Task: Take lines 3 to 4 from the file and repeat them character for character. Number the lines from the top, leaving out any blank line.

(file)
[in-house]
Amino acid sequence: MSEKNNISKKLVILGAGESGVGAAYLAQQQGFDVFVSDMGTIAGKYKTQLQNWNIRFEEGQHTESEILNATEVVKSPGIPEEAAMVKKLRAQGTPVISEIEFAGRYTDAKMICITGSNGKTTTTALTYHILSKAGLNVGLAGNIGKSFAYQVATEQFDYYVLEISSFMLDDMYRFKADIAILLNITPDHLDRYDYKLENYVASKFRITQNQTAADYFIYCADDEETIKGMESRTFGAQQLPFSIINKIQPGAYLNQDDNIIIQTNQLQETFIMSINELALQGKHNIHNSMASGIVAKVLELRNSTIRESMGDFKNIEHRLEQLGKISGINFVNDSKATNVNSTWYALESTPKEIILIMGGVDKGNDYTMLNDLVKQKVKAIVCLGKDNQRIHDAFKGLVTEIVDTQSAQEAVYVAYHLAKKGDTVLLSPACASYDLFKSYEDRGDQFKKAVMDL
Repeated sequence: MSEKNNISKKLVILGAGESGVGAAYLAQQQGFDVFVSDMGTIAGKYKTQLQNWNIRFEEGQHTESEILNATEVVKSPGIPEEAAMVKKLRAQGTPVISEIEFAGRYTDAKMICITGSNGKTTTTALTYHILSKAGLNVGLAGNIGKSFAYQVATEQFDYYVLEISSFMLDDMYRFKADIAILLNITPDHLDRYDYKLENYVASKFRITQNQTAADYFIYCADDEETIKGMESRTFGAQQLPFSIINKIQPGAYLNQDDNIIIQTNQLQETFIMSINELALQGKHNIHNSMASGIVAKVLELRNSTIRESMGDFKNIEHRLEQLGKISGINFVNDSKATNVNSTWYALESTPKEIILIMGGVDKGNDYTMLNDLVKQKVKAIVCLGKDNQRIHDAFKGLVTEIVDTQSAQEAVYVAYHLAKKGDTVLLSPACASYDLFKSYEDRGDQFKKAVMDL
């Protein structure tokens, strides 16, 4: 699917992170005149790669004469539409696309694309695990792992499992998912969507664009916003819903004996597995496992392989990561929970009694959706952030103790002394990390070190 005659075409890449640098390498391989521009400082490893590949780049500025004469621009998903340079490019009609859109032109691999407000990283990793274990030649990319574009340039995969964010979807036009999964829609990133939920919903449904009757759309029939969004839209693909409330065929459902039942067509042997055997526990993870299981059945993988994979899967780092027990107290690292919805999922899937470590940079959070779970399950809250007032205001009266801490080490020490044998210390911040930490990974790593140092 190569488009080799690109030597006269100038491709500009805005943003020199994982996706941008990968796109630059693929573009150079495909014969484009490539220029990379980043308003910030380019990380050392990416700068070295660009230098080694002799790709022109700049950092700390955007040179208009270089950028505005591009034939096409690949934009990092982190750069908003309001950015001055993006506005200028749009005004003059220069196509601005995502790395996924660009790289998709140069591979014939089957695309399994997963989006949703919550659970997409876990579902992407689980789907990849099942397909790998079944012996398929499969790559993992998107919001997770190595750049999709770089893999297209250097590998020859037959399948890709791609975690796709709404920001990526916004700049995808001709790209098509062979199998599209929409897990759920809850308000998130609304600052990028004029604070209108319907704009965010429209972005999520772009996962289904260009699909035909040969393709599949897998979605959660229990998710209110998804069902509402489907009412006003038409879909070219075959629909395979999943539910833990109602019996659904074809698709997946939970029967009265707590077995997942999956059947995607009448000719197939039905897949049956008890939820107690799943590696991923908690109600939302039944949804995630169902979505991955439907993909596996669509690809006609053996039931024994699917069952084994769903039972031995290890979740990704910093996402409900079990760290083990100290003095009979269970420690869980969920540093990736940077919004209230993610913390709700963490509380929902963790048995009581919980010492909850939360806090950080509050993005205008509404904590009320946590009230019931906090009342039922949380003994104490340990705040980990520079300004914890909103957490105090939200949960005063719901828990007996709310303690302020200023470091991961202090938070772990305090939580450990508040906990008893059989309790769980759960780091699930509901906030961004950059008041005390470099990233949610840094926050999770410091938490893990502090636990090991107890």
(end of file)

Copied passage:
Repeated sequence: MSEKNNISKKLVILGAGESGVGAAYLAQQQGFDVFVSDMGTIAGKYKTQLQNWNIRFEEGQHTESEILNATEVVKSPGIPEEAAMVKKLRAQGTPVISEIEFAGRYTDAKMICITGSNGKTTTTALTYHILSKAGLNVGLAGNIGKSFAYQVATEQFDYYVLEISSFMLDDMYRFKADIAILLNITPDHLDRYDYKLENYVASKFRITQNQTAADYFIYCADDEETIKGMESRTFGAQQLPFSIINKIQPGAYLNQDDNIIIQTNQLQETFIMSINELALQGKHNIHNSMASGIVAKVLELRNSTIRESMGDFKNIEHRLEQLGKISGINFVNDSKATNVNSTWYALESTPKEIILIMGGVDKGNDYTMLNDLVKQKVKAIVCLGKDNQRIHDAFKGLVTEIVDTQSAQEAVYVAYHLAKKGDTVLLSPACASYDLFKSYEDRGDQFKKAVMDL
């Protein structure tokens, strides 16, 4: 699917992170005149790669004469539409696309694309695990792992499992998912969507664009916003819903004996597995496992392989990561929970009694959706952030103790002394990390070190 005659075409890449640098390498391989521009400082490893590949780049500025004469621009998903340079490019009609859109032109691999407000990283990793274990030649990319574009340039995969964010979807036009999964829609990133939920919903449904009757759309029939969004839209693909409330065929459902039942067509042997055997526990993870299981059945993988994979899967780092027990107290690292919805999922899937470590940079959070779970399950809250007032205001009266801490080490020490044998210390911040930490990974790593140092 190569488009080799690109030597006269100038491709500009805005943003020199994982996706941008990968796109630059693929573009150079495909014969484009490539220029990379980043308003910030380019990380050392990416700068070295660009230098080694002799790709022109700049950092700390955007040179208009270089950028505005591009034939096409690949934009990092982190750069908003309001950015001055993006506005200028749009005004003059220069196509601005995502790395996924660009790289998709140069591979014939089957695309399994997963989006949703919550659970997409876990579902992407689980789907990849099942397909790998079944012996398929499969790559993992998107919001997770190595750049999709770089893999297209250097590998020859037959399948890709791609975690796709709404920001990526916004700049995808001709790209098509062979199998599209929409897990759920809850308000998130609304600052990028004029604070209108319907704009965010429209972005999520772009996962289904260009699909035909040969393709599949897998979605959660229990998710209110998804069902509402489907009412006003038409879909070219075959629909395979999943539910833990109602019996659904074809698709997946939970029967009265707590077995997942999956059947995607009448000719197939039905897949049956008890939820107690799943590696991923908690109600939302039944949804995630169902979505991955439907993909596996669509690809006609053996039931024994699917069952084994769903039972031995290890979740990704910093996402409900079990760290083990100290003095009979269970420690869980969920540093990736940077919004209230993610913390709700963490509380929902963790048995009581919980010492909850939360806090950080509050993005205008509404904590009320946590009230019931906090009342039922949380003994104490340990705040980990520079300004914890909103957490105090939200949960005063719901828990007996709310303690302020200023470091991961202090938070772990305090939580450990508040906990008893059989309790769980759960780091699930509901906030961004950059008041005390470099990233949610840094926050999770410091938490893990502090636990090991107890």